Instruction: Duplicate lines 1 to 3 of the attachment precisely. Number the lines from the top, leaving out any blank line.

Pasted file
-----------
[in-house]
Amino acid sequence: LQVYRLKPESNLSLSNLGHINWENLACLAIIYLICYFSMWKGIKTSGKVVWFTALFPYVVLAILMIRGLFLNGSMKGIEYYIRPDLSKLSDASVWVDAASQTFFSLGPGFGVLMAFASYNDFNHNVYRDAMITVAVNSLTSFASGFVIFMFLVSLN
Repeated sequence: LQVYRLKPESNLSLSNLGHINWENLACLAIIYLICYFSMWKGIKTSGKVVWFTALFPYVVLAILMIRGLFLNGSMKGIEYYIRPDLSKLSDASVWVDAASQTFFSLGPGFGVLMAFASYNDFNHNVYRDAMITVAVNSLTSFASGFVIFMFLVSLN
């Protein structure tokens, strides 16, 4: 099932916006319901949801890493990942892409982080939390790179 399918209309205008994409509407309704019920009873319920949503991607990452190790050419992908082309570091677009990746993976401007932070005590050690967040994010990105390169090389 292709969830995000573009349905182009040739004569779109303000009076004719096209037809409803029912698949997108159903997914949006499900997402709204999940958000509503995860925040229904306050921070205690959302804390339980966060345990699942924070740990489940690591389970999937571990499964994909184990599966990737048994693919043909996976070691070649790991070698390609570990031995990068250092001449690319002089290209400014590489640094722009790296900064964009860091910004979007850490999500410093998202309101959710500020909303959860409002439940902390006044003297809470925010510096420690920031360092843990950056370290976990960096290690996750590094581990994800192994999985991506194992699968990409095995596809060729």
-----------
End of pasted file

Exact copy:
[in-house]
Amino acid sequence: LQVYRLKPESNLSLSNLGHINWENLACLAIIYLICYFSMWKGIKTSGKVVWFTALFPYVVLAILMIRGLFLNGSMKGIEYYIRPDLSKLSDASVWVDAASQTFFSLGPGFGVLMAFASYNDFNHNVYRDAMITVAVNSLTSFASGFVIFMFLVSLN
Repeated sequence: LQVYRLKPESNLSLSNLGHINWENLACLAIIYLICYFSMWKGIKTSGKVVWFTALFPYVVLAILMIRGLFLNGSMKGIEYYIRPDLSKLSDASVWVDAASQTFFSLGPGFGVLMAFASYNDFNHNVYRDAMITVAVNSLTSFASGFVIFMFLVSLN